3.2 Two Pillars of Happiness

Thus, the Rig Veda revealed two of the main pillars of happiness, Compassion and Detachment, through this profound story. The Upanishads, which are commentaries on the Vedas, goes on to expound that both the wishing child, or the Participant (the Caterpillar), and the watching child, or the Witness (the Butterfly), are within each one of us. They are the built-in opposites within the make-up of any human being, and it is up to each of us to empower one over the other in our daily lives.

A note of clarification: while compassion is at the root of most religious traditions, both east and west, the English word, “Compassion,” has slowly accumulated the connotations of “Tolerance” and “Pity,” which results from a judgment of superiority on the part of the one feeling compassionate. Likewise, the English word “Detachment,” has become conflated with “Aloofness” and “Apathy.” This corruption of language stems from the corruption of our culture and it has proceeded to the point where I find that there are no appropriate words left to convey the original meanings. But part of the healing process requires us to reclaim the original meanings of these words.

I consider compassion to be the capacity to see clearly into the nature of suffering and to recognize that the suffering is not separate from ourselves, regardless of where it is occurring. There is absolutely no judgement involved in true compassion. But far too often, in organized religions, the circle of compassion is interpreted to be confined to just other human beings. The assumption seems to be that the circle of compassion needs to be enlarged step by step and humanity hasn’t yet achieved the first step encircling fellow human beings. But as Albert Einstein said,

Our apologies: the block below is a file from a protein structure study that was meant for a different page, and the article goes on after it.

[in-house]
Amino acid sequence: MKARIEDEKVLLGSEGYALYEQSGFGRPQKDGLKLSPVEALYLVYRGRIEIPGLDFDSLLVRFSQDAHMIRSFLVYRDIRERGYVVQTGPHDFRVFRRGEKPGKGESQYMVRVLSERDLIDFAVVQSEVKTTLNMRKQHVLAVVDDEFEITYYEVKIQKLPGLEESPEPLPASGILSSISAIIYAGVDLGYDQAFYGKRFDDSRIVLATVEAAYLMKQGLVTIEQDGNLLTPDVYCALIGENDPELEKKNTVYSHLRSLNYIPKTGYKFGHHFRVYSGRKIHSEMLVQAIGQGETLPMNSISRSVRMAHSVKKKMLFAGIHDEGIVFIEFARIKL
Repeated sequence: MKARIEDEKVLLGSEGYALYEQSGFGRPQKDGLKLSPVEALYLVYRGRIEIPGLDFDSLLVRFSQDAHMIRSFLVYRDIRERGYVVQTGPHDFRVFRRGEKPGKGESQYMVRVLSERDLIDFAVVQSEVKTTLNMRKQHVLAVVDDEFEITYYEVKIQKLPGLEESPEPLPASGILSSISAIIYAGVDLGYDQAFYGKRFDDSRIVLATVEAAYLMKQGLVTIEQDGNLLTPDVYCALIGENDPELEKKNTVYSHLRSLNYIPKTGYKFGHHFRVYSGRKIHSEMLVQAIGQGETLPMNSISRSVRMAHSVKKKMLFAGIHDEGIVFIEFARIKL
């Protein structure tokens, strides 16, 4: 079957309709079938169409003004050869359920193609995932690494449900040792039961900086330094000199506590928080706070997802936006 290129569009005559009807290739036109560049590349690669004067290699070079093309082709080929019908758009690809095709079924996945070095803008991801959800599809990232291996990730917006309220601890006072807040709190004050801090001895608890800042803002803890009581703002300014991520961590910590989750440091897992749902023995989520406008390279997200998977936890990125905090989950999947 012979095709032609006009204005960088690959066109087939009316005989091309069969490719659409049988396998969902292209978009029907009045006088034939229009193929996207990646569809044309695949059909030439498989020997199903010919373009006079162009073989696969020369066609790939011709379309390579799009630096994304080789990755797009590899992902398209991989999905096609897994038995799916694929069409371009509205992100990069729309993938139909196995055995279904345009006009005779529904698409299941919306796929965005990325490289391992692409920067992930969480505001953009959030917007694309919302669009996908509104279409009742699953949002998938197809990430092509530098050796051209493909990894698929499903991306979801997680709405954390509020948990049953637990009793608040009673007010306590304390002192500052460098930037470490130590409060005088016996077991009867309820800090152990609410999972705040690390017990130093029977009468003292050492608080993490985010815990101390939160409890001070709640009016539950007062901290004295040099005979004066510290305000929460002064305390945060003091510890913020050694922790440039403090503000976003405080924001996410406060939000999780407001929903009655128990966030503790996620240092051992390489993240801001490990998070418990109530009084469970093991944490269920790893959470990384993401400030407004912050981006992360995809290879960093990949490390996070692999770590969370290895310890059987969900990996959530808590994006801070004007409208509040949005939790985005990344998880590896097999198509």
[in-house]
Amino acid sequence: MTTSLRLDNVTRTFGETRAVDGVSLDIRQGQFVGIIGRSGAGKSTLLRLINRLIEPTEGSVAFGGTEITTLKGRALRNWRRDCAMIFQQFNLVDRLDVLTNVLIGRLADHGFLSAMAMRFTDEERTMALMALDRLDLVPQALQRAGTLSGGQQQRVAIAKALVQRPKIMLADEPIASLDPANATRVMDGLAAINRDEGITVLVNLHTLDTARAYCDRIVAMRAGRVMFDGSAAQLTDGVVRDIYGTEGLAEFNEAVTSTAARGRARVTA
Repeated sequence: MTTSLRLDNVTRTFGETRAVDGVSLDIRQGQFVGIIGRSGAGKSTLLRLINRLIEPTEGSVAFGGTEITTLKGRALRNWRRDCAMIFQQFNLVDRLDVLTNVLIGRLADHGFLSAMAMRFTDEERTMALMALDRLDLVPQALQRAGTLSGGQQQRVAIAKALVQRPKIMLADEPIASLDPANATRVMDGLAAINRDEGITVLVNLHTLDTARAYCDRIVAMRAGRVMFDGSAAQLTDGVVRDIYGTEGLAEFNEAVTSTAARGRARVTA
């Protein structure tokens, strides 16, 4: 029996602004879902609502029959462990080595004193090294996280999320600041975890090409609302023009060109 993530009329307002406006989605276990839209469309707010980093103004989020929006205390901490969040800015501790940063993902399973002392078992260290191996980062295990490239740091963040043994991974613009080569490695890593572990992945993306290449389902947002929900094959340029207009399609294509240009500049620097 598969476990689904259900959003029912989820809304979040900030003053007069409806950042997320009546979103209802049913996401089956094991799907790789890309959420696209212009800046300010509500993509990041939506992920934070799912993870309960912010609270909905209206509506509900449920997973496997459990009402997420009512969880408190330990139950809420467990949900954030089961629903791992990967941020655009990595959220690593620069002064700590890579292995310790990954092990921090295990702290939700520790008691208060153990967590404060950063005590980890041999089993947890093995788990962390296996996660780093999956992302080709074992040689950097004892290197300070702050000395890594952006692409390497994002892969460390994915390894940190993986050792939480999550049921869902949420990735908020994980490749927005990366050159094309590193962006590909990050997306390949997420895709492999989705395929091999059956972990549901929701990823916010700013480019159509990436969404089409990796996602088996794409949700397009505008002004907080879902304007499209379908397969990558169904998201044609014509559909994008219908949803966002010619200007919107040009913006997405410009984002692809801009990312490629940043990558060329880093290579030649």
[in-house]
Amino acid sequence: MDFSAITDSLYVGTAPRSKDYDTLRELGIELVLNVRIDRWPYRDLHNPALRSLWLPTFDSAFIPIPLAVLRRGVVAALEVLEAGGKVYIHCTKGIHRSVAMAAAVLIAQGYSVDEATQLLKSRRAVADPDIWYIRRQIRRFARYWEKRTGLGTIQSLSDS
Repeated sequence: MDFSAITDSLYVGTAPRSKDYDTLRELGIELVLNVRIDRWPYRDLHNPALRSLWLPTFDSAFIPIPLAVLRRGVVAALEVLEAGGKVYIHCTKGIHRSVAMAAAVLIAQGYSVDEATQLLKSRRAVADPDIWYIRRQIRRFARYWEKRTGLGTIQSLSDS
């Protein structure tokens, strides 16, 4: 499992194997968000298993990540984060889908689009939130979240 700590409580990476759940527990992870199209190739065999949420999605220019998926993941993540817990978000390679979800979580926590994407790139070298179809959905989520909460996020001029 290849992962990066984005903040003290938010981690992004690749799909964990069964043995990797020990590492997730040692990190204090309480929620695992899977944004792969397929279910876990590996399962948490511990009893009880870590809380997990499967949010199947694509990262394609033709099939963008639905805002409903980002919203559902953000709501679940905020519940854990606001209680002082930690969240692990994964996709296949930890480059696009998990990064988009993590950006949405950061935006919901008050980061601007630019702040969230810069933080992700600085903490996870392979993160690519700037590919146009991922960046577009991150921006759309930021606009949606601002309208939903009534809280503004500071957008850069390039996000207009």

“A human being is a part of the whole, called by us ‘Universe,’ a part limited in time and space.  He experiences himself, his thoughts and feelings as something separated from the rest, a kind of optical delusion of his consciousness. This delusion is a kind of prison for us, restricting us to our personal desires and to affection for a few persons nearest to us. Our task must be to free ourselves from this prison by widening our circle of compassion to embrace all living creatures and the whole of Nature in its beauty. Nobody is able to achieve this completely, but the striving for such achievement is in itself a part of the liberation and a foundation for inner security.”

True compassion is all-encompassing.

Compassion goes beyond empathy. Jeremy Rifkin, in his book, “The Empathic Civilization[3],” argues that an upsurge in empathy will help humans overcome the resource bottlenecks that lie ahead in our civilizational endeavors. However, empathy is a natural trait common to all social species. It is customary for a dog to feel empathic suffering at the discomfort of another dog, or to feel empathic joy when the other dog is at play. However, it is not clear that any upsurge in empathy is in the offing for human beings, nor is it clear that any such upsurge will do humans much good. It is empathy that leads to the African concept of Ubuntu or instant Karma: when we hurt someone, we hurt ourselves; when we help someone, we help ourselves. It is because of Ubuntu that a good deed is its own reward and a bad deed, its own punishment.

Compassion occurs when we not only empathize with the suffering of ourselves or another, but also feel compelled to act to alleviate that suffering.